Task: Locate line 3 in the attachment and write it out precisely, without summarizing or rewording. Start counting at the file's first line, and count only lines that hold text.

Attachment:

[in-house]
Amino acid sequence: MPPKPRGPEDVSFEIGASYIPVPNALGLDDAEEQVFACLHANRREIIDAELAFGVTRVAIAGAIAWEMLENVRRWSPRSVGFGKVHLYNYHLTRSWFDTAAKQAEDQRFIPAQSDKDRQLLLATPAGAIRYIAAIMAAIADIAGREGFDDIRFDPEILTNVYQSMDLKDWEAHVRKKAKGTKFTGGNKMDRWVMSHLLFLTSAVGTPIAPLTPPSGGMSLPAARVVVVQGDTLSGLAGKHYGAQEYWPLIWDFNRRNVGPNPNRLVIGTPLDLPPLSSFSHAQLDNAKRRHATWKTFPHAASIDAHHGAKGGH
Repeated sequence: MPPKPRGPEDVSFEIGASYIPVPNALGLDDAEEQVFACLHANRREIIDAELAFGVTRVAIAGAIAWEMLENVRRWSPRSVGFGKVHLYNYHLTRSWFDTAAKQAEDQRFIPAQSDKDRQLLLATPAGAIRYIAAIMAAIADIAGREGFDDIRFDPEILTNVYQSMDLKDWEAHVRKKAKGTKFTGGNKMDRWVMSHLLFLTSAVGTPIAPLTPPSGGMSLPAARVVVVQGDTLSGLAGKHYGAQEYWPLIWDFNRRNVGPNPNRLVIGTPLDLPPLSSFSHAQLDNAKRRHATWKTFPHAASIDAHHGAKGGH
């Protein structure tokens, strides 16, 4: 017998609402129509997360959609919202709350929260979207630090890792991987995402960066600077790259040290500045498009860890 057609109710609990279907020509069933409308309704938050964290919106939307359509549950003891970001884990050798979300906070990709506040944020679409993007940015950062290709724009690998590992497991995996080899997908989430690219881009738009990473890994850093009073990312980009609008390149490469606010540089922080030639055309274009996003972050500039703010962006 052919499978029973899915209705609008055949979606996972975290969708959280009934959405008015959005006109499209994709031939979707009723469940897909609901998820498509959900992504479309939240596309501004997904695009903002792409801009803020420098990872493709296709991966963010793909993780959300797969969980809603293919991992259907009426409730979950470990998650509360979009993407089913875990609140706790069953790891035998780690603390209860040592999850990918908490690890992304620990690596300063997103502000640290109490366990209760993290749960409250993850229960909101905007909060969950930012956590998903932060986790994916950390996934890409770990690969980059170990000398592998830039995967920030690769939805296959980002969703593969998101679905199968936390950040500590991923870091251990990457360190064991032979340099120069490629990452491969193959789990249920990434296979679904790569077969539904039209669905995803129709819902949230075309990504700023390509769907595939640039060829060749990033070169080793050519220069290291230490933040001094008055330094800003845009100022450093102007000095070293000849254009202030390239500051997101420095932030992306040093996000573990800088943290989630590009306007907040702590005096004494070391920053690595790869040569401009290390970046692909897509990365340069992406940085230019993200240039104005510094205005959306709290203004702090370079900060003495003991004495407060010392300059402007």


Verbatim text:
Repeated sequence: MPPKPRGPEDVSFEIGASYIPVPNALGLDDAEEQVFACLHANRREIIDAELAFGVTRVAIAGAIAWEMLENVRRWSPRSVGFGKVHLYNYHLTRSWFDTAAKQAEDQRFIPAQSDKDRQLLLATPAGAIRYIAAIMAAIADIAGREGFDDIRFDPEILTNVYQSMDLKDWEAHVRKKAKGTKFTGGNKMDRWVMSHLLFLTSAVGTPIAPLTPPSGGMSLPAARVVVVQGDTLSGLAGKHYGAQEYWPLIWDFNRRNVGPNPNRLVIGTPLDLPPLSSFSHAQLDNAKRRHATWKTFPHAASIDAHHGAKGGH